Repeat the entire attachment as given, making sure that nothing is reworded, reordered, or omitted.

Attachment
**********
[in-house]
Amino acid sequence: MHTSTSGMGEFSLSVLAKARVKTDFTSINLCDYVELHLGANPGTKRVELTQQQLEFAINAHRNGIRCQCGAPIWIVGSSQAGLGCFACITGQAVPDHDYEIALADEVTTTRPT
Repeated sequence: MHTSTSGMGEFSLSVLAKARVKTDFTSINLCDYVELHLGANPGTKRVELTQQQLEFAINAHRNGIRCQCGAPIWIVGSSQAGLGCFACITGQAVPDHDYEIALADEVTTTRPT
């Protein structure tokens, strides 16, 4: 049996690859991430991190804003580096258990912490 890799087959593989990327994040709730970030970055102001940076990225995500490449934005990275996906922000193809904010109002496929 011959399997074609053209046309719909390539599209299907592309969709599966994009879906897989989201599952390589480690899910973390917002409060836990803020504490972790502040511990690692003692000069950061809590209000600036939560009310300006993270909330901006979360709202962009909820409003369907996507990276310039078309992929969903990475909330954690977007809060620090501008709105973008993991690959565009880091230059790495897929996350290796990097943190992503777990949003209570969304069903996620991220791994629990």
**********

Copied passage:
[in-house]
Amino acid sequence: MHTSTSGMGEFSLSVLAKARVKTDFTSINLCDYVELHLGANPGTKRVELTQQQLEFAINAHRNGIRCQCGAPIWIVGSSQAGLGCFACITGQAVPDHDYEIALADEVTTTRPT
Repeated sequence: MHTSTSGMGEFSLSVLAKARVKTDFTSINLCDYVELHLGANPGTKRVELTQQQLEFAINAHRNGIRCQCGAPIWIVGSSQAGLGCFACITGQAVPDHDYEIALADEVTTTRPT
């Protein structure tokens, strides 16, 4: 049996690859991430991190804003580096258990912490 890799087959593989990327994040709730970030970055102001940076990225995500490449934005990275996906922000193809904010109002496929 011959399997074609053209046309719909390539599209299907592309969709599966994009879906897989989201599952390589480690899910973390917002409060836990803020504490972790502040511990690692003692000069950061809590209000600036939560009310300006993270909330901006979360709202962009909820409003369907996507990276310039078309992929969903990475909330954690977007809060620090501008709105973008993991690959565009880091230059790495897929996350290796990097943190992503777990949003209570969304069903996620991220791994629990």